The Differences in North American and International CIPP Flexural Test Methods
Since the CIPP industry is now effectively a global supply chain, it’s useful to examine the differences between ASTM F1216 and ISO 11296 to determine how CIPP flexural properties measured by the North American testing method compares with flexural results determined by the international method.
There are many differences between ASTM F1216/F1743 and ISO 11296-4. These differences can be grouped into four broad categories: field sampling, test specimen, test orientation, span/test conditions.
Although ASTM D790 and ISO 178 substantially similar, there are important differences between the two methods.
Determining the flexural properties of a CIPP installation is a destructive process. Ideally, a sample would be removed from the actual installation in an area of the pipe that best represents the conditions of the installation. This is done occasionally but requires that the sampled area be subsequently repaired.
To avoid this costly process, the accepted industry practice is to prepare a restrained sample with similar dimensions and heat sink properties in either a manhole or a termination. Once the installation is cured, the field sample is cut out and the remaining excess cured liner is trimmed flush to the existing pipe.
ASTM F1216 specifies that field samples for pipe sizes less than 18 inch should be cut from a restrained CIPP section removed from an intermediate manhole or a termination.
The restraint used is usually a sample of PVC pipe that closely matches the inside diameter of the installation (Figure 1).
For larger diameter pipes a flat plate type sample is clamped in a mold and placed in the downtube or silencer (Figure 2). Sandbags around the form are used to restrain the form and to simulate the heat sink present around the actual installation.
ASTM F1743 requirements for field samples are substantially similar to ASTM F1216. Flat plate type samples are used for fiber reinforced materials in ASTM F1743 to permit testing in both the longitudinal and circumferential directions.
A pipe section restraint is also used in ISO 11296 as a form to restrain field samples, but ISO 11296 defines more specific restraint conditions than the ASTM standards. ISO 11296 specifies that the form be made of clay or concrete pipe or a material with similar thermal characteristics.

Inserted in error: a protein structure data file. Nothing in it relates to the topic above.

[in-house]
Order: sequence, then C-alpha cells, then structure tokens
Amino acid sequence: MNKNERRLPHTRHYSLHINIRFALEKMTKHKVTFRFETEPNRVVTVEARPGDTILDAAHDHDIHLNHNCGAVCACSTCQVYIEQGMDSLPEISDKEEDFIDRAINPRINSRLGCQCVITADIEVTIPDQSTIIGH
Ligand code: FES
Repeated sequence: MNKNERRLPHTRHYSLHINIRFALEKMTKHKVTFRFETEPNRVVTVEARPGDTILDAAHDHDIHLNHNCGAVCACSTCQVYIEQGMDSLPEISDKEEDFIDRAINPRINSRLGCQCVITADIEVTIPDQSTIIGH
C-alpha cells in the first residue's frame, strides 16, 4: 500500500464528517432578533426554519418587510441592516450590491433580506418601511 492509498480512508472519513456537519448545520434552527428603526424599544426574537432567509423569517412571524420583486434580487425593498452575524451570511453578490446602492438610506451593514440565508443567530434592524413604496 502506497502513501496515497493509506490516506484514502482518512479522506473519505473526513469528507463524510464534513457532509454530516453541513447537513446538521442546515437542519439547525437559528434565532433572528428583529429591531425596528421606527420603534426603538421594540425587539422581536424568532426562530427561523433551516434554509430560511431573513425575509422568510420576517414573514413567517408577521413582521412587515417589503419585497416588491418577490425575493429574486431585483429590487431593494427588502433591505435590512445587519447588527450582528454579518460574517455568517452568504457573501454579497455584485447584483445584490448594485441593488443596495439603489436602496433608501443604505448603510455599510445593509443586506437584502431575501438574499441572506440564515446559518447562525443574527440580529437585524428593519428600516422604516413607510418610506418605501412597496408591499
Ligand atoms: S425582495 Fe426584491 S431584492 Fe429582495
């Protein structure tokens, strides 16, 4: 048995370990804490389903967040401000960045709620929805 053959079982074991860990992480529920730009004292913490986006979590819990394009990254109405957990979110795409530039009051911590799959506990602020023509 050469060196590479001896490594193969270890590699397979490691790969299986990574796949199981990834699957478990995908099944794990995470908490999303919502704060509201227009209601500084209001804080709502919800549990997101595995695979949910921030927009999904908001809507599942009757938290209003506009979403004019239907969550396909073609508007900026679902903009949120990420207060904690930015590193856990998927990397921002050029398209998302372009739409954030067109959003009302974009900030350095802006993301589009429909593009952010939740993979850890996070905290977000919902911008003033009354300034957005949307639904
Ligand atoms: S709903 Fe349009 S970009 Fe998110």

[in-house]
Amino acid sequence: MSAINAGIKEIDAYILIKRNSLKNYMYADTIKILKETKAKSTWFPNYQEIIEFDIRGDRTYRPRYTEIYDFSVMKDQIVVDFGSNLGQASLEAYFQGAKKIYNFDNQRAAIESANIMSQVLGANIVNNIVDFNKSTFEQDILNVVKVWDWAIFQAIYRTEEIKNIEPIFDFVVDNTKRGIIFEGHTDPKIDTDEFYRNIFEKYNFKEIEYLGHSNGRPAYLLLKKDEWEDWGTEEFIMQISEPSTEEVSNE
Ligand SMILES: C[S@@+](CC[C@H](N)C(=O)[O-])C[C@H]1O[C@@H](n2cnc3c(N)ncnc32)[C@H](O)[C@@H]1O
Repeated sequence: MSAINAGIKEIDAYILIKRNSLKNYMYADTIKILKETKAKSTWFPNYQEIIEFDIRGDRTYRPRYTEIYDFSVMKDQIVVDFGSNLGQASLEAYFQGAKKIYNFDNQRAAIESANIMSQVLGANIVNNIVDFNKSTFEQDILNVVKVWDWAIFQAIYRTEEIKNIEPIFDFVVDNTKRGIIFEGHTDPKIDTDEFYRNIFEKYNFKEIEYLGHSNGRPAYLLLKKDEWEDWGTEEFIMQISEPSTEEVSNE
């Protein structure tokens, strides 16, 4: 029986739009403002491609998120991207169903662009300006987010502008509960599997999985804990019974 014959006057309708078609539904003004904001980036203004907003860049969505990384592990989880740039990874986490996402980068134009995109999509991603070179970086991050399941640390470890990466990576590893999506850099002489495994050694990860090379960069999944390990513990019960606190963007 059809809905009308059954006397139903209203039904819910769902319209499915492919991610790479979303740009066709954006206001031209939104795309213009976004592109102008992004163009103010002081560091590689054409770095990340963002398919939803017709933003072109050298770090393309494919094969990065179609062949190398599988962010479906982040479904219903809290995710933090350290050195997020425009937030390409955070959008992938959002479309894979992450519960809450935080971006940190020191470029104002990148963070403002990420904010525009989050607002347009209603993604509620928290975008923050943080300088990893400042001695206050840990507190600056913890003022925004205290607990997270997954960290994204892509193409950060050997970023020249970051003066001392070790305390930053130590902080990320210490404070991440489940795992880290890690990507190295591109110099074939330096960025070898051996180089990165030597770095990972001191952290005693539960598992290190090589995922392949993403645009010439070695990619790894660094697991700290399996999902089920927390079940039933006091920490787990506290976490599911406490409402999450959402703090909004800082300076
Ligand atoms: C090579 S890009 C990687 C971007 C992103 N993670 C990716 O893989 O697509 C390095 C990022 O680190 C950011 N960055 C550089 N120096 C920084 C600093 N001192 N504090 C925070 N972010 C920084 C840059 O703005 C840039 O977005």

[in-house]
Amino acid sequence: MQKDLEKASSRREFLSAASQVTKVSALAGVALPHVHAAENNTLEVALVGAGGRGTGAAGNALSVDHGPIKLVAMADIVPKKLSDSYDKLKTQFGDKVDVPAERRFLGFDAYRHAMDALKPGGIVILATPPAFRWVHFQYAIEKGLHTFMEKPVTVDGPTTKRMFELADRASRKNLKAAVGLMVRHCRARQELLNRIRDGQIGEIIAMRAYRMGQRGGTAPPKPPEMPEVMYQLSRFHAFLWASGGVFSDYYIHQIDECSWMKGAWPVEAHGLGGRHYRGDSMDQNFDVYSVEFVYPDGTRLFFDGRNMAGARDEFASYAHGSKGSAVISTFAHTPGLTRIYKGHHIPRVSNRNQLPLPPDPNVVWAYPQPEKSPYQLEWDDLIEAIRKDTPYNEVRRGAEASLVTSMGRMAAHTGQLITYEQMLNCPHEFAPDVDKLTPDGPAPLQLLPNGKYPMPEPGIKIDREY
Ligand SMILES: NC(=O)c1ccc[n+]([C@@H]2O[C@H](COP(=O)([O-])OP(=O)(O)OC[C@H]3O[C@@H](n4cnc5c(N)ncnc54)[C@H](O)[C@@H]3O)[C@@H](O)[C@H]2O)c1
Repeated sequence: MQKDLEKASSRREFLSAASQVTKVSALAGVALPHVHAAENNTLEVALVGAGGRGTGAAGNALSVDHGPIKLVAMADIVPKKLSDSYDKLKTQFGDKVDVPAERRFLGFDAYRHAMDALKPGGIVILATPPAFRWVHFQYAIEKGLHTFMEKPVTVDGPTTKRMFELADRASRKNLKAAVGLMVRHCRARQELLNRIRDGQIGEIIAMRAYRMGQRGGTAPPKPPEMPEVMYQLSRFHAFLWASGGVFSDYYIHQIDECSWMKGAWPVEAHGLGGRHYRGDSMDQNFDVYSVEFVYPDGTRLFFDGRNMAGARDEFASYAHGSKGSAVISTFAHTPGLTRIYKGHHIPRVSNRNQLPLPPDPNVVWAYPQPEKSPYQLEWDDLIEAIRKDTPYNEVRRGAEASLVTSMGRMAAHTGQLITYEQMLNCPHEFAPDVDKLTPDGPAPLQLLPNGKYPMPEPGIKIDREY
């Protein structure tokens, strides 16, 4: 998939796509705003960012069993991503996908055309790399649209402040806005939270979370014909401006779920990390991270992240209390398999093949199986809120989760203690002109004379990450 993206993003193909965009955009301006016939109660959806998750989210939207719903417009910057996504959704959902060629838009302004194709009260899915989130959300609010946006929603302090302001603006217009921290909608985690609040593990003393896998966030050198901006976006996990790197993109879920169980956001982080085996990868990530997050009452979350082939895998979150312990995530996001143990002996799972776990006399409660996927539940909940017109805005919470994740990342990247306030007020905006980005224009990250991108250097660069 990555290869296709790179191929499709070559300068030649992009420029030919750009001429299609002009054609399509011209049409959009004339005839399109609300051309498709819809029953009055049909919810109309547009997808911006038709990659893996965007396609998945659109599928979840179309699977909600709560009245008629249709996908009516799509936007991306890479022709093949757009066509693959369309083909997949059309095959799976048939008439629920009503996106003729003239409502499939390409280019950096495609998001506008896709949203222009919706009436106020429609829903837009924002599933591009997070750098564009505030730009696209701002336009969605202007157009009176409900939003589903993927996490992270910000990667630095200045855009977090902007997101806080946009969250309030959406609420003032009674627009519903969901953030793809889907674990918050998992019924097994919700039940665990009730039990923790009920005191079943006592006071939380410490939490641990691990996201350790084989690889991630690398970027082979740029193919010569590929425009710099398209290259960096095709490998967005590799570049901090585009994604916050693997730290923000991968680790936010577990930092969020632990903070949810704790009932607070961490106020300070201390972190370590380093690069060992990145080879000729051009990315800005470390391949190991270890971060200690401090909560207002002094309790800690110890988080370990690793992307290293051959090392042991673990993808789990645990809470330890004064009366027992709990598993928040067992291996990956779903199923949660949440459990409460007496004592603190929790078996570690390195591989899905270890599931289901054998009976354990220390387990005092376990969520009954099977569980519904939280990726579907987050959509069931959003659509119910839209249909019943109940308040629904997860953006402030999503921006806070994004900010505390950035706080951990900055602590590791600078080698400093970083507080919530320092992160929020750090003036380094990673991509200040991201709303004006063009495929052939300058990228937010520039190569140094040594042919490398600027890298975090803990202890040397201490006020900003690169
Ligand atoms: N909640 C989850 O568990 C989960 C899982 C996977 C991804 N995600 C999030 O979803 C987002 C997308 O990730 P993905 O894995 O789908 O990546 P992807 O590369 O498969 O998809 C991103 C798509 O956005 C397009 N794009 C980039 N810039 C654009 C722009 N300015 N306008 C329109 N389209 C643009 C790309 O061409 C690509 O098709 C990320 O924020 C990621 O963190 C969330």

Additionally, ISO 11296 requires of the temperature within the wet sand surrounding the form to be limited to 30°C maximum at a distance of 300 mm from the CIPP. All the samples which we tested for this study using the ISO 11296 method was restrained using the typical North American practice.
Both ASTM F1216/F1743 specify that flexural properties be measured in accordance with ASTM D790. The specimen described in D790 is a simple beam with a square or rectangular cross-section. Typically five full-thickness rectangular test coupons are removed from the field sample such that the coupon axis is parallel to the pipe axis (Figure 2).
The dimensions of the flexural test coupon are described by ASTM D790 and depend upon the type and thickness of material that is being sampled (ie. sheet materials, laminated thermosetting materials…, molding materials and high strength reinforced composites, including highly orthotropic laminates).
D790 does not explicitly recognize the CIPP form of material, so the user of the method must decide which of the four material forms in the method most closely represents the CIPP material being tested.
ASTM F1216 does not provide guidance on test specimen selection so the user is free to choose from three different specimen types defined by ASTM D790, a) full thickness with existing interior and exterior surfaces, b) rectangular section with minimum exterior and interior material removal or c) 127 mm x 12.7 x 3.2 mm specimen (Figure 3). F1216 does not describe a method for measuring properties in the hoop direction.
The shaded portion represents the test specimen cross-section and its relation to the original wall thickness of the CIPP pipe.
ASTM F1743 addresses some of the test coupon ambiguities found in ASTM F1216 but it is still not entirely clear if the existing exterior and interior surfaces of the specimen are to be maintained. Section 8.1.3 states that “the full wall thickness of the CIPP samples shall be tested” however the next section 8.1.4 states: “Special consideration should be given to the preparation of flexural specimens to ensure that opposite sides are parallel and adjacent edges are perpendicular”.